Robot revolution

Robot revolution

A worker is controlling Robert Bosch’s APAS robot during a task.
A worker is controlling Robert Bosch’s APAS robot during a task.

No longer the preserve of sci-fi flicks and playtime, lifelike machines have gone mainstream

Robots in the present day are not just toys for children or imaginative machinery on film; they’ve become key contributors to everyday life.

Various robots are available in stores at affordable price tags for consumers. Robot vacuum cleaners are a well-developed example and a fixture in many Thai residences.

Soon we’ll see robots assisting customers on store shelves, delivering documents at the office or offering friendly companionship.

Robotics is a key megatrend affecting human beings in many personal and business aspects.

Thai startup Robot Maker, a provider of vacuum robots, has found success by matching products to local people’s behaviour.

“The target buyers of vacuum robots are those who don’t have time for cleaning their residences and those who want to save time on cleaning duties,” says Thammasorn Meerat, Robot Maker’s co-founder and managing director.

Robot Maker entered the market in 2013.

Mr Thammasorn said there are at least seven brands of vacuum robot in Thailand.

The company is the No.4 seller of smart home appliances and hopes to reach the top spot in the next three years.

“The challenge for gadget startups is the fast-growing technology space that owners have to compete in, so research and development activities are very important matters,” Mr Thammasorn said. “In the next 3-5 years, vacuum robots and other automatic home appliances will capture average growth of 30-40% a year.”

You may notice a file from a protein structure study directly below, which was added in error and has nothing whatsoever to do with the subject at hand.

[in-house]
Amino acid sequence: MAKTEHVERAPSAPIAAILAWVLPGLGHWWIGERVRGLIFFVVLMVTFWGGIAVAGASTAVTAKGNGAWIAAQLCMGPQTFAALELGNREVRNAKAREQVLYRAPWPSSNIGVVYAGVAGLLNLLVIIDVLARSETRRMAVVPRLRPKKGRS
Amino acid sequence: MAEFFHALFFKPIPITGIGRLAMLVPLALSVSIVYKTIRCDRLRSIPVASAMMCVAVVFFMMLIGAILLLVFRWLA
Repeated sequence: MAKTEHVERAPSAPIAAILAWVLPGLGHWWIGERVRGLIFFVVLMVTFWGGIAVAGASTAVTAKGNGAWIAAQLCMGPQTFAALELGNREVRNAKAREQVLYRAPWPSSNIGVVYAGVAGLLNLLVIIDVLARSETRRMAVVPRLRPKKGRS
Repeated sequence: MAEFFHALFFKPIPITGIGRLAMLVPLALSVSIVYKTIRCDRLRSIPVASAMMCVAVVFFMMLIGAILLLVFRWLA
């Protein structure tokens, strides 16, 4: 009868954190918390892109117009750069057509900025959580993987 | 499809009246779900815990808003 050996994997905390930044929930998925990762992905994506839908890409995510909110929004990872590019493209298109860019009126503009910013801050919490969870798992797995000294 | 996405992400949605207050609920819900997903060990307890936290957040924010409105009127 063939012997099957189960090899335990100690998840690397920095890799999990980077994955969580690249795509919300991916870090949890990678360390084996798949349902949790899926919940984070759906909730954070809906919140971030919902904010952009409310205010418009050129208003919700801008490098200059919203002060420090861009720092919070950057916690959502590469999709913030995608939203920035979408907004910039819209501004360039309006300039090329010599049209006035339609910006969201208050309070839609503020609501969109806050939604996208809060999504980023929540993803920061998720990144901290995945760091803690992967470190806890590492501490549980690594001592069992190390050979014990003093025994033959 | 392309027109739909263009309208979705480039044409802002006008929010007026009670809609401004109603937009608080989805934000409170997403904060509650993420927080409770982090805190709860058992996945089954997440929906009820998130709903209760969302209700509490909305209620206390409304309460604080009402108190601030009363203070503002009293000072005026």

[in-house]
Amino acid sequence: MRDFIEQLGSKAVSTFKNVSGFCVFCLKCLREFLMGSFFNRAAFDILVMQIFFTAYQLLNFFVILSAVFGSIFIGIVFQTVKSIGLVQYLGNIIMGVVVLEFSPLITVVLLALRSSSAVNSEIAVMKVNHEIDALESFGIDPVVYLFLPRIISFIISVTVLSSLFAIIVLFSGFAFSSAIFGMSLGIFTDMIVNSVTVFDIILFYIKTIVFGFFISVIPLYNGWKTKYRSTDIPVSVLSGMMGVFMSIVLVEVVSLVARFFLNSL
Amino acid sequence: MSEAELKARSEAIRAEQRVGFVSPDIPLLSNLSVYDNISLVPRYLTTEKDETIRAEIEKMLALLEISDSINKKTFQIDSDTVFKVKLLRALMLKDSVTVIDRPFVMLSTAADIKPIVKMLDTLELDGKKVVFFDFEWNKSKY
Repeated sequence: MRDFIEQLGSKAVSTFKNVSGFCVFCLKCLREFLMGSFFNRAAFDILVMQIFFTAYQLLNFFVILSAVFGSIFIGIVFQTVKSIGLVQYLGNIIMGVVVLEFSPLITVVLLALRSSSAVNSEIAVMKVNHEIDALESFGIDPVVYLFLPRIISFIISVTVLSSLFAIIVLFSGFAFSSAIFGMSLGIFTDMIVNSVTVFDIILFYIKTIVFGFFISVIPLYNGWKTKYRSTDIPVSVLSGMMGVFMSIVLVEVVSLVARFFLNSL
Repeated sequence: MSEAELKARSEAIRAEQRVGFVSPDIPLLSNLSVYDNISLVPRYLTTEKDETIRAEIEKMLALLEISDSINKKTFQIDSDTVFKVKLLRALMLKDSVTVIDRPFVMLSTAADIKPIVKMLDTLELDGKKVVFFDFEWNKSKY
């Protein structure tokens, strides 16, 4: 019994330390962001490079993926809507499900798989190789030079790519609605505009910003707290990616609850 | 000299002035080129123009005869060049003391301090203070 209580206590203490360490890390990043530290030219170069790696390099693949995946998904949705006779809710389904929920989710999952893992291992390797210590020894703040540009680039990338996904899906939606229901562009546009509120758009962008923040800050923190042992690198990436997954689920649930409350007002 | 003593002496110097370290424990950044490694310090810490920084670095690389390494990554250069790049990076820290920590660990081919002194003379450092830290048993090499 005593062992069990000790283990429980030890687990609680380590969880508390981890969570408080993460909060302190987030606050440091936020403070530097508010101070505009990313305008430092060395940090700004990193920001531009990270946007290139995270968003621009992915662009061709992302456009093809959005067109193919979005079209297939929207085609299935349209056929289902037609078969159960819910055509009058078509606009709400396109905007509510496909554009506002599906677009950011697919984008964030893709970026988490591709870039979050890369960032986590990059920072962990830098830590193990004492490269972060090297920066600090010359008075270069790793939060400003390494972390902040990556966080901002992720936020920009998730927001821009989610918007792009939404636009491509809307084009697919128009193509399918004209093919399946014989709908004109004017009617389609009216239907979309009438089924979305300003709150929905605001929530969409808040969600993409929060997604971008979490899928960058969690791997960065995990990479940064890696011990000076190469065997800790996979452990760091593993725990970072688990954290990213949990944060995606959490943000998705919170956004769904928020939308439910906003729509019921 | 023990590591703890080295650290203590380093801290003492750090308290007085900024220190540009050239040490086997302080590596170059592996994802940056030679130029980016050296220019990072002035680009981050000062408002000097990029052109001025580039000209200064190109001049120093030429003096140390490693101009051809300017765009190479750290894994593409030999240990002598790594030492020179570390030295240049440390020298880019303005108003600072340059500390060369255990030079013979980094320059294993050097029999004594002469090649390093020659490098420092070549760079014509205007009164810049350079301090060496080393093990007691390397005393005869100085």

Robot Maker has five partners for cooperation on R&D, plus a team with a background in robotics and engineering to devise prototypes for new products.

Mr Thammasorn said robotic home appliances are increasingly equipped with Internet of Things and artificial intelligence support.

Robert Bosch Ltd, a German auto parts maker and industrial services firm, says the rise of robotics under the Industry 4.0 initiative will make work easier and better for workers in offices and factories.

“Bosch recognised the potential of Industry 4.0 and robotics early on, given that intelligent machines can assist people in their work,” said Joseph Hong, managing director of Bosch’s Thai unit.

“Robots can weld, glue, assemble and move goods around the factory, and they can react flexibly to people, are able to learn from them.”

Robots are also ideal for carrying out monotonous tasks and ergonomically difficult sequences of movement. It all adds up to better workflow and increased productivity for the industrial and commercial sectors, Mr Hong said.

“The positive impact of robots is in improved productivity, and they can recognise workers, avoid collisions,” he said. 

Bosch has develop a human-machine collaboration called APAS, allowing humans and machines to work side by side without the need for a safety barrier.

An APAS robot is engineered with comprehensive safety technology to automatically stop without contact when a worker comes too close. 

“So APAS is a technological flagship that has applications in a huge variety of industrial sectors, while Bosch is evaluating the collected data and findings and using them to continuously develop technical assistants,” Mr Hong said.

Cited figures from the World Robotics Report, a new record high of 381,000 units are shipped globally in 2017, up by 30% in a previous year. Bosch expects demand to keep rising for robots used in industry.

Bosch also has expertise in the related fields of mechatronics, sensors, partially automated driving and safety technology.

“Bosch’s foundations benefit synergies between robotics and automated driving to tap growth opportunities that are particularly relevant for Thailand and the Asia-Pacific region as well,” Mr Hong said.


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